Europe needs to create a diverse and competitive digital ecosystem to become a global digital leader. The region knows that it will have to embrace the digital euro soon. To ensure that it becomes a global digital leader and avoid the dependence on American and Asian technological networks, European policymakers, authorities, and regulators need to make progressive decisions.
One major stumbling block for Europe’s digital economic ideology is the so-called stablecoins. These stablecoins can be privately issued and have the possibility of becoming accepted worldwide and systemically relevant, disrupting the long-established financial systems.
In that case, the current political debates surrounding stablecoins are mainly dominated by worries over financial stability in countries and orderly monetary policy.
Current Regulatory Frameworks Limit Innovation Favoring Big Tech And Banks
The European Union’s Regulation of Markets in Crypto-assets (MiCA) strives to be a massive regulatory network for cryptocurrencies, including stablecoins. Its current scope appears to be in flux as the European Parliament and individual member state governments fight with draft texts that introduce some legal surity, possibly at the price of considerable complexity.
Hence, issuing stablecoins in Europe may well result in needing a banking license. Such developments favor the established and not mainly the hugely innovative financial players. The general regulatory burden from MiCA may prove to be quite expensive, and those with a lot of administrative resources can easily comply, including the big tech firms and big banks.
This does not mean that regulators should just stop what they are doing since we have to minimize risks and mitigate negative externalities at all levels. Nonetheless, European citizens and companies will aim to participate in the global digital economy entirely. They might also demand access to instruments like stablecoins, nearly regardless of regulatory nuances.
Citizens expect consumer-friendly payment solutions that mainly safeguard their privacy, and companies will require programmable money to expand and modernize their systems. None of them should be driven toward non-EU exchanges or solutions, mostly unregulated and without any defined consumer protections. That appears to be the scenario since European regulations majorly stifled local European innovation and solutions.
Euro’s Global Relevance Hangs On Its Approach To Stablecoins
While Europe researches, struggles, and works tirelessly on its plans, stablecoins are already integral to the global digital economy. They are driving innovation, expansion, and growth into the nascent sector. Unsurprisingly, the current leading stablecoins are mainly pegged to the US dollar. Daily, over $100 billion is digitally transacted via protocols like USD Coin (USDC) and Tether (USDT). The daily volumes of equivalent euro transactions are near zero.
Importantly, the current stablecoin projects power the global dollarization of the blockchain ecosystem by seamlessly and easily distributing America’s currency throughout the world. The same might be achieved with a huge digital euro presence if we can only get it started.
The digital economy that is developing for the future will feature a growing diversity of business models and use cases. It will need many payment systems and digital solutions, featuring digital currencies running on many networks, which will coexist and eventually become complementary.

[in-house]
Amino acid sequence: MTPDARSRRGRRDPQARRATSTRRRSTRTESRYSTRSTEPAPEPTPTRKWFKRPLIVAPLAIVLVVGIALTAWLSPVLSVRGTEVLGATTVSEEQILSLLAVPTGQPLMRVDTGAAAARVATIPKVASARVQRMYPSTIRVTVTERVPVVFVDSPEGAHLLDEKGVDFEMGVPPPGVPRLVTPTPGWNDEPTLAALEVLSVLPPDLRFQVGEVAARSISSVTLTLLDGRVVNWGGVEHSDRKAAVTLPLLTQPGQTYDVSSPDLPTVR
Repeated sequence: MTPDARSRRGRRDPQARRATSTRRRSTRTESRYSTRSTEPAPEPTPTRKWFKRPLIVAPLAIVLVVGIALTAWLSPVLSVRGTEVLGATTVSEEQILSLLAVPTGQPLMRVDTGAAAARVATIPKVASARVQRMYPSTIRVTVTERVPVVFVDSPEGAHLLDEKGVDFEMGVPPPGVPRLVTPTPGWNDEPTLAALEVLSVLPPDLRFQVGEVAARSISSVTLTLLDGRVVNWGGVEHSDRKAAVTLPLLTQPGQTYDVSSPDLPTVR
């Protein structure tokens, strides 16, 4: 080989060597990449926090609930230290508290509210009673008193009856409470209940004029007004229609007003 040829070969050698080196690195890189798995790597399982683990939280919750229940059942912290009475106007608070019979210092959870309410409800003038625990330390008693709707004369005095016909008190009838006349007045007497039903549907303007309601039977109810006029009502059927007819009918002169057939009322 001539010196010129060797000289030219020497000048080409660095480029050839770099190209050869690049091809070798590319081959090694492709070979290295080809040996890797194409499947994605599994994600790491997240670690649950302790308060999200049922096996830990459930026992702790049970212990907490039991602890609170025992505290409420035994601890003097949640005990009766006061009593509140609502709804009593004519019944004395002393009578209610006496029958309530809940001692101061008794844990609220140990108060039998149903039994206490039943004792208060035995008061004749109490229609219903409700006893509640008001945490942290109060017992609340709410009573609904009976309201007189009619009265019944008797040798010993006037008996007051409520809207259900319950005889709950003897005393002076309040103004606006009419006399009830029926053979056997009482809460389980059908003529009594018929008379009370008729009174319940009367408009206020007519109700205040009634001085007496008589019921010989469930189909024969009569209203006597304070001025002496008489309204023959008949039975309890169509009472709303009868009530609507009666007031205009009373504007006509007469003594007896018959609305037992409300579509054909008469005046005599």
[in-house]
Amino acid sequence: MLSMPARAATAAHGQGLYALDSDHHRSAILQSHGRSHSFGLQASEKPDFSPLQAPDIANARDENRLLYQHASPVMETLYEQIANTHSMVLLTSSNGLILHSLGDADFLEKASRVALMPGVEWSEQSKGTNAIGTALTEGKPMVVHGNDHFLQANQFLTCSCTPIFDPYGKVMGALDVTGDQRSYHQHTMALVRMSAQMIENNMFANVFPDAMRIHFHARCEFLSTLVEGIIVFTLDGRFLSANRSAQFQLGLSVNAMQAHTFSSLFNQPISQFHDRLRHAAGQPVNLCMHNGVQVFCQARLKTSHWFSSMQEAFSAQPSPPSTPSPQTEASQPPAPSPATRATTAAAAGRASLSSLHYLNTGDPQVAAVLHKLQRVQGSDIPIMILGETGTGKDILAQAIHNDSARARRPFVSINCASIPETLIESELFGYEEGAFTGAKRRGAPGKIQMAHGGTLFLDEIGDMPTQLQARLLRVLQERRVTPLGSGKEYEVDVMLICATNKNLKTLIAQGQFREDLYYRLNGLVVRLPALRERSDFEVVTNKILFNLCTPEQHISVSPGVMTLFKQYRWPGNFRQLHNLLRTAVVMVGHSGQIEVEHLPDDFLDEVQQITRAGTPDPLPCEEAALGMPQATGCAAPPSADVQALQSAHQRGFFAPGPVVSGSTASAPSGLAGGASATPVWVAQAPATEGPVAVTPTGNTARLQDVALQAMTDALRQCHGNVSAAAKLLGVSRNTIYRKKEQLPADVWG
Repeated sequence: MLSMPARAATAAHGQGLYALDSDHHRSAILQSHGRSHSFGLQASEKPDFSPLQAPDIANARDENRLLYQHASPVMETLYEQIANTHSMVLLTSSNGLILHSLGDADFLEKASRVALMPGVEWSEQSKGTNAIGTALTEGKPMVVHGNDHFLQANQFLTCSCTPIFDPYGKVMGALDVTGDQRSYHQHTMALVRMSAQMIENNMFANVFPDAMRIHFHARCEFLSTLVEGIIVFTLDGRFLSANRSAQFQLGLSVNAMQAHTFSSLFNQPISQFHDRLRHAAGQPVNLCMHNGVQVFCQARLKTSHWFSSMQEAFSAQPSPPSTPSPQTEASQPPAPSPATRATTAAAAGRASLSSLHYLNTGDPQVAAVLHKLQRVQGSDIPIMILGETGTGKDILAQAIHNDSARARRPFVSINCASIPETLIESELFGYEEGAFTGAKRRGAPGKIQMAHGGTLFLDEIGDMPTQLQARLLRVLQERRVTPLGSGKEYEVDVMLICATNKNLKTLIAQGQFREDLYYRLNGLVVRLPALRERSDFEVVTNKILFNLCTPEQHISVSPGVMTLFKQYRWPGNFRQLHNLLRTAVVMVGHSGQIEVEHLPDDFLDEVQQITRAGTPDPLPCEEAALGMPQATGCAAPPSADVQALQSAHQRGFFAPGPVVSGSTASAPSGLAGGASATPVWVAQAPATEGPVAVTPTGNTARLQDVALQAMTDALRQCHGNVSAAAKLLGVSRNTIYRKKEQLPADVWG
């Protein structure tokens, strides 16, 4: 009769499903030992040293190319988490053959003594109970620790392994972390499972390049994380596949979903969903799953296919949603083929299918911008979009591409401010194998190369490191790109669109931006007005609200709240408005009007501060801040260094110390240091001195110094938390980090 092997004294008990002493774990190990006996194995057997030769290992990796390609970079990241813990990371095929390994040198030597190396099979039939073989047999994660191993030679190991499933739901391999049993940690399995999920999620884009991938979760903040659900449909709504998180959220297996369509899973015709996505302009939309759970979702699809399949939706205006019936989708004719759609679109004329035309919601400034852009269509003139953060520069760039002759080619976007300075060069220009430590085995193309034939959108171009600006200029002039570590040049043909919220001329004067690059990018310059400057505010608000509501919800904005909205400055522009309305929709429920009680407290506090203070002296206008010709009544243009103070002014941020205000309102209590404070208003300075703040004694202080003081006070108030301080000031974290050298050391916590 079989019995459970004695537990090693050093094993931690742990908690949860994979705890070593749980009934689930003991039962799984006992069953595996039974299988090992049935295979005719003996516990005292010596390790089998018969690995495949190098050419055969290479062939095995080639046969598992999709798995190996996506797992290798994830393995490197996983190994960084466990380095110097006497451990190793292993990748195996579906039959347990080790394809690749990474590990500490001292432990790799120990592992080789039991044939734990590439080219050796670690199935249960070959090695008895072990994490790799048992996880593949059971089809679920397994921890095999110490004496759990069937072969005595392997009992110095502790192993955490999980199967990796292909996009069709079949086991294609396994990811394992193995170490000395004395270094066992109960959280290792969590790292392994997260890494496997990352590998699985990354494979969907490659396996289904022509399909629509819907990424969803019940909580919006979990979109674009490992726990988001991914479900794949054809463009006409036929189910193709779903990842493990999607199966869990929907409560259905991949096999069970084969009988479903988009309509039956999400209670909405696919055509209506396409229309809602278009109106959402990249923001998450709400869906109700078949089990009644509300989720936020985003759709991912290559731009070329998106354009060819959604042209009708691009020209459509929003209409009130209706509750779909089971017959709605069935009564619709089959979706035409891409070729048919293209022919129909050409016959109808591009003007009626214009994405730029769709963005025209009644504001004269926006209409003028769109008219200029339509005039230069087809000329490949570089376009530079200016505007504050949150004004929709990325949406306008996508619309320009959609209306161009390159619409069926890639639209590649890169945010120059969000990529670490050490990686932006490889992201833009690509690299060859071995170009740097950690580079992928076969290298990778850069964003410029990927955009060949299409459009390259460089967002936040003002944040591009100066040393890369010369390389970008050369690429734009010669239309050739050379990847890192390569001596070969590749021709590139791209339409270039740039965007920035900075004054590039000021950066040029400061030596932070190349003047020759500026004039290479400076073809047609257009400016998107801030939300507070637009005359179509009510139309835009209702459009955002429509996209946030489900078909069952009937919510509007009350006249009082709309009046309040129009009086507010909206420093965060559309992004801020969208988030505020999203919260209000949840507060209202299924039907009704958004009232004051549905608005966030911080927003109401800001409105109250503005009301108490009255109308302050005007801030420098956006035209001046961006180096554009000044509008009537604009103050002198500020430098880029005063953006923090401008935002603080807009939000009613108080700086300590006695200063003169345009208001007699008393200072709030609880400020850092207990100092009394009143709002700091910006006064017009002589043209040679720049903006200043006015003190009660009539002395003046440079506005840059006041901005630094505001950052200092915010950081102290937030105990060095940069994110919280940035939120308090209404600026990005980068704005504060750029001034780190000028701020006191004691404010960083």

Europe must now recognize the importance of the digital euro for the expansion and future of the European economy and the need for various types of digital euro. In the best-case scenario, it should feature a euro central bank digital currency (CBDC), separate euro-referenced stablecoins, and many other modes.
Enhance European Innovation By Supporting Diversity And Fair Playing Field
To achieve the status of global digital leadership, Europe requires a diverse, competitive digital infrastructure. That enables the development and emergence of homegrown solutions that are capable of competing with the global giants and nimble innovators from the East and West.
Regulatory needs have to be balanced and proportionate for all the participants and should never affect the startups, grassroots innovators, and smaller companies. Creating and maintaining a genuine level playing field is critical for enhancing the dynamic digital development that Europe requires and the excessively strict or punitive regulatory networks will just strengthen the existing oligopolies in technology and finance.
The European Union (EU) is a large and highly developed economic bloc that has a lot of digital potentials. However, becoming a world-leading digital economy needs some effort although it is not a foregone conclusion.
Wrong political and regulatory choices in Europe might not stop innovation and investment in stablecoins and other distributed ledger networks and solutions. It would just need to move them out of the EU and deter them from ever coming back.
The European Union is a major pivotal point. MiCA will act as a benchmark regulation for the other jurisdictions, either to get followed or avoided. Europe requires to take up the position of a catalyst for the digital currencies, not an inhibitor, and it requires to support a variety of digital euro solutions if it wants to retain geopolitical and technological relevance.
In case Europe manages to move past a narrow and defensive view and take a wider review at stablecoins that reflect the realities of their diverse structures, technological designs, economic functions, and governance needs. If it manages to achieve all that, it might then become a leader in the global digital economy of the future.